Campbell, Lord William
Campbell, Lord William
CAMPBELL, LORD WILLIAM. (?–1778). Naval officer and last royal governor of South Carolina. The fourth son of the fourth duke of Argyll, William entered the navy, rising to post captain by 1762. In command of the Nightingale in 1763, he visited South Carolina and there married Sarah Izard, daughter of the wealthy Ralph Izard. The marriage, in a colony where Scots were already resented as condescending imperial agents and interlopers and which was preceded by Sarah's rejection of a local suitor, offended an already touchy colonial elite. Elected to Parliament in 1764, Campbell resigned in 1766 to accept the governorship of Nova Scotia. In 1773 he became governor of South Carolina, taking over the government from the long-serving lieutenant governor, William Bull, arriving in Charleston on 17 June 1775. Here he found royal authority in a state of collapse and attempted to enlist the help of frontier settlers and the Cherokee and Catawba nations. This policy was understandable but had to overcome conflicting grievances: the dissatisfaction of the settlers was based upon the virtual exclusion of the backcountry from local politics, while the Indians' dissatisfaction was based on their resentment of the expansion of frontier settlements. John Stuart, whom Campbell asked to conduct his Indian negotiations, saw the problem at once and offered to promote Native cooperation with Loyalists and to discourage indiscriminate Indian attacks.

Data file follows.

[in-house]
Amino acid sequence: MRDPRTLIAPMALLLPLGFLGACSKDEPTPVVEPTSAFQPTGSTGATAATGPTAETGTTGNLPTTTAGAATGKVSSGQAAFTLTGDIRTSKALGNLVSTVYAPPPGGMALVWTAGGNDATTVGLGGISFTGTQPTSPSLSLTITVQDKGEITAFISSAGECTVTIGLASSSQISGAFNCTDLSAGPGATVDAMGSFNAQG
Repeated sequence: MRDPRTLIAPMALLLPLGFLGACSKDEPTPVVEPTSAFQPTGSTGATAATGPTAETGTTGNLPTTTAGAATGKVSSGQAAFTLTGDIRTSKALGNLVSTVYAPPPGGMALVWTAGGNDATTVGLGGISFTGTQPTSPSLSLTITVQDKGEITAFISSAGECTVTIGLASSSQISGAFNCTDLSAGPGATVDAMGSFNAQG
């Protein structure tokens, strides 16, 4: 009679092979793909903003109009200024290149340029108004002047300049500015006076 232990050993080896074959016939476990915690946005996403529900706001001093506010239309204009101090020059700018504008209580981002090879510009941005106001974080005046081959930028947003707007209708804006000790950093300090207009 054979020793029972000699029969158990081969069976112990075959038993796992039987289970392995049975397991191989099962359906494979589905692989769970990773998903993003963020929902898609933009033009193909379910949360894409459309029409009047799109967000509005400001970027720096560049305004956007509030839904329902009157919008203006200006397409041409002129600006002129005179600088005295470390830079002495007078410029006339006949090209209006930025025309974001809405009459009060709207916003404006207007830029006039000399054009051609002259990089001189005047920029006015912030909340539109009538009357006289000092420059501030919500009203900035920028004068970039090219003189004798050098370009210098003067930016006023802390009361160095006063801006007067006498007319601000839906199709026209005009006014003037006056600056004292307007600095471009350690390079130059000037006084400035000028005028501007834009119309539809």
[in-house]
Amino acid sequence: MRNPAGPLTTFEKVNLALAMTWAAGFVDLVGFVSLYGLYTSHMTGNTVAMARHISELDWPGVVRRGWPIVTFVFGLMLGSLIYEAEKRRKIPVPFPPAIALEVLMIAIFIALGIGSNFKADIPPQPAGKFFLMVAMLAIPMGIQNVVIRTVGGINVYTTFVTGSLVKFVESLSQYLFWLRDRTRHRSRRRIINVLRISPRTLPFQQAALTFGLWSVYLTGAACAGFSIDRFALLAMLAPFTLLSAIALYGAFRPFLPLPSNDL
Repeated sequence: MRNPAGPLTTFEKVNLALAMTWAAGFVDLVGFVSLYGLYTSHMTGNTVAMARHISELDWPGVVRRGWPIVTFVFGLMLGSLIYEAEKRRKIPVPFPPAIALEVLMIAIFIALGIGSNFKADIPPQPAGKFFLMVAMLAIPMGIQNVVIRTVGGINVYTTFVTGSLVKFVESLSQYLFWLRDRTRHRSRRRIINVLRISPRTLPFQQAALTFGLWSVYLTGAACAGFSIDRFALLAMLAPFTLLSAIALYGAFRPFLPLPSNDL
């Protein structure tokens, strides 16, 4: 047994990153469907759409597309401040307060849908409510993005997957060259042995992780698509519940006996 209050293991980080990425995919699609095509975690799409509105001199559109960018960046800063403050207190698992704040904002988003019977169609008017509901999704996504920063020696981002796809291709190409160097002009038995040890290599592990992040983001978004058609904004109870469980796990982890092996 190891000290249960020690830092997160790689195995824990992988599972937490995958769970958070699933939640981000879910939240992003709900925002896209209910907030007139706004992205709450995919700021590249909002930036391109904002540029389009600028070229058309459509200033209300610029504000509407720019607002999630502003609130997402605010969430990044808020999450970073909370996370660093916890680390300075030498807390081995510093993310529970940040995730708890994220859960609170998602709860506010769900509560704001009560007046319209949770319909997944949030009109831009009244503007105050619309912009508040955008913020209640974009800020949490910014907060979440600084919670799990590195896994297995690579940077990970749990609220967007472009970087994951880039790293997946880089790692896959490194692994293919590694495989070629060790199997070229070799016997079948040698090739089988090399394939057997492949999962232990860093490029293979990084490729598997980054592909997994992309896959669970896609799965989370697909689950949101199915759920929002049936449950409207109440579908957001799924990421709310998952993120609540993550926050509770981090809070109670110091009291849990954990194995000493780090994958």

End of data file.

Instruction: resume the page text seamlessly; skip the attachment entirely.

When Campbell's plans were discovered, only the restraining hand of the moderates prevented the Charleston radicals from seizing him, and he was able to take refuge in HMS Tamar on 15 September 1775. He refused an invitation to return and threatened Charleston with the Tamar's guns until the battery at Fort Johnson forced the ship to leave. He retired to Jamaica before joining Sir Henry Clinton's expedition against Charleston in June 1776, where he was wounded while commanding the lower gun deck in the Bristol during the bombardment of Sullivan's Island. He returned to Britain and died in Southampton, apparently of the long-term effects of his injury on 5 September 1778.
Snapp, J. Russell. John Stuart and the Struggle for the Southern Colonial Frontier. Baton Rouge: Louisiana State University Press, 1996.
revised by John Oliphant